1. 27 Aug, 2014 1 commit
  2. 02 Apr, 2014 1 commit
  3. 04 Jan, 2012 2 commits
  4. 08 Dec, 2011 1 commit
  5. 07 Dec, 2011 1 commit
    • Al Viro's avatar
      fix apparmor dereferencing potentially freed dentry, sanitize __d_path() API · 02125a82
      Al Viro authored
      __d_path() API is asking for trouble and in case of apparmor d_namespace_path()
      getting just that.  The root cause is that when __d_path() misses the root
      it had been told to look for, it stores the location of the most remote ancestor
      in *root.  Without grabbing references.  Sure, at the moment of call it had
      been pinned down by what we have in *path.  And if we raced with umount -l, we
      could have very well stopped at vfsmount/dentry that got freed as soon as
      prepend_path() dropped vfsmount_lock.
      It is safe to compare these pointers with pre-existing (and known to be still
      alive) vfsmount and dentry, as long as all we are asking is "is it the same
      address?".  Dereferencing is not safe and apparmor ended up stepping into
      that.  d_namespace_path() really wants to examine the place where we stopped,
      even if it's not connected to our namespace.  As the result, it looked
      at ->d_sb->s_magic of a dentry that might've been already freed by that point.
      All other callers had been careful enough to avoid that, but it's really
      a bad interface - it invites that kind of trouble.
      The fix is fairly straightforward, even though it's bigger than I'd like:
      	* prepend_path() root argument becomes const.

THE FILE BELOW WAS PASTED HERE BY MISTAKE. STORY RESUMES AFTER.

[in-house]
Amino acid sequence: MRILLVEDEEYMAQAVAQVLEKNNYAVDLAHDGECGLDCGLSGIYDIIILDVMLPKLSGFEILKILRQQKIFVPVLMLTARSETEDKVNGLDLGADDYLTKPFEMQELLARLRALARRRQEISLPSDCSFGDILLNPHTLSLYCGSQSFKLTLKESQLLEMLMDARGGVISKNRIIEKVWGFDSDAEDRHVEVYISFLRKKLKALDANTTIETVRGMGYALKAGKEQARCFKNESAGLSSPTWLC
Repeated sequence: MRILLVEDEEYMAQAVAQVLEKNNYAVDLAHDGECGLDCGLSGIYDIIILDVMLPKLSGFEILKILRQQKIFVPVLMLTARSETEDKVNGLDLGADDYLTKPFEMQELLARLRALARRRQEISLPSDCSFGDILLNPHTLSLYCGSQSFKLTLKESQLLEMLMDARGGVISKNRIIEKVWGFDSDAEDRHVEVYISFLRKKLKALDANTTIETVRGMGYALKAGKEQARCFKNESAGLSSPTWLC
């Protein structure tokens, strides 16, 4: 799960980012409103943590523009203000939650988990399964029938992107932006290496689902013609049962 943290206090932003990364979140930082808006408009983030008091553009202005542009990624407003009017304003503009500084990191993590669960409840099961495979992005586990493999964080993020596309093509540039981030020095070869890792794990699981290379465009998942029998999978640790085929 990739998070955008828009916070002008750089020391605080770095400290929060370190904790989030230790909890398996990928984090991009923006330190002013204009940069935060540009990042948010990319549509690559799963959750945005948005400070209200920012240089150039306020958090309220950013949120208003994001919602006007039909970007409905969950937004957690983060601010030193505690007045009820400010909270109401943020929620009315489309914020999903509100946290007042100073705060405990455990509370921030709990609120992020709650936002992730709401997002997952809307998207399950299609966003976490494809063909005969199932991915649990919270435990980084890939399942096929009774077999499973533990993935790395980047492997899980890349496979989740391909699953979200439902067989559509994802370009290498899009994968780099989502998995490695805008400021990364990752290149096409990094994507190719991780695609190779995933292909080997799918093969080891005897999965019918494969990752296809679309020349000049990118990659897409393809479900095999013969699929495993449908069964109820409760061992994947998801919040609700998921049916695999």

* __d_path() is never called with NULL/NULL root.  It was a kludge
      to start with.  Instead, we have an explicit function - d_absolute_root().
      Same as __d_path(), except that it doesn't get root passed and stops where
      it stops.  apparmor and tomoyo are using it.
      	* __d_path() returns NULL on path outside of root.  The main
      caller is show_mountinfo() and that's precisely what we pass root for - to
      skip those outside chroot jail.  Those who don't want that can (and do)
      use d_path().
      	* __d_path() root argument becomes const.  Everyone agrees, I hope.
      	* apparmor does *NOT* try to use __d_path() or any of its variants
      when it sees that path->mnt is an internal vfsmount.  In that case it's
      definitely not mounted anywhere and dentry_path() is exactly what we want
      there.  Handling of sysctl()-triggered weirdness is moved to that place.
      	* if apparmor is asked to do pathname relative to chroot jail
      and __d_path() tells it we it's not in that jail, the sucker just calls
      d_absolute_path() instead.  That's the other remaining caller of __d_path(),
              * seq_path_root() does _NOT_ return -ENAMETOOLONG (it's stupid anyway -
      the normal seq_file logics will take care of growing the buffer and redoing
      the call of ->show() just fine).  However, if it gets path not reachable
      from root, it returns SEQ_SKIP.  The only caller adjusted (i.e. stopped
      ignoring the return value as it used to do).
      Reviewed-by: default avatarJohn Johansen <john.johansen@canonical.com>
      ACKed-by: default avatarJohn Johansen <john.johansen@canonical.com>
      Signed-off-by: default avatarAl Viro <viro@zeniv.linux.org.uk>
      Cc: stable@vger.kernel.org
  6. 13 Sep, 2011 1 commit
  7. 20 Jul, 2011 1 commit
  8. 14 Jul, 2011 1 commit
  9. 28 Jun, 2011 1 commit
    • Tetsuo Handa's avatar
      TOMOYO: Change pathname for non-rename()able filesystems. · 5625f2e3
      Tetsuo Handa authored
      TOMOYO wants to use /proc/self/ rather than /proc/$PID/ if $PID matches current
      thread's process ID in order to prevent current thread from accessing other
      process's information unless needed.
      But since procfs can be mounted on various locations (e.g. /proc/ /proc2/ /p/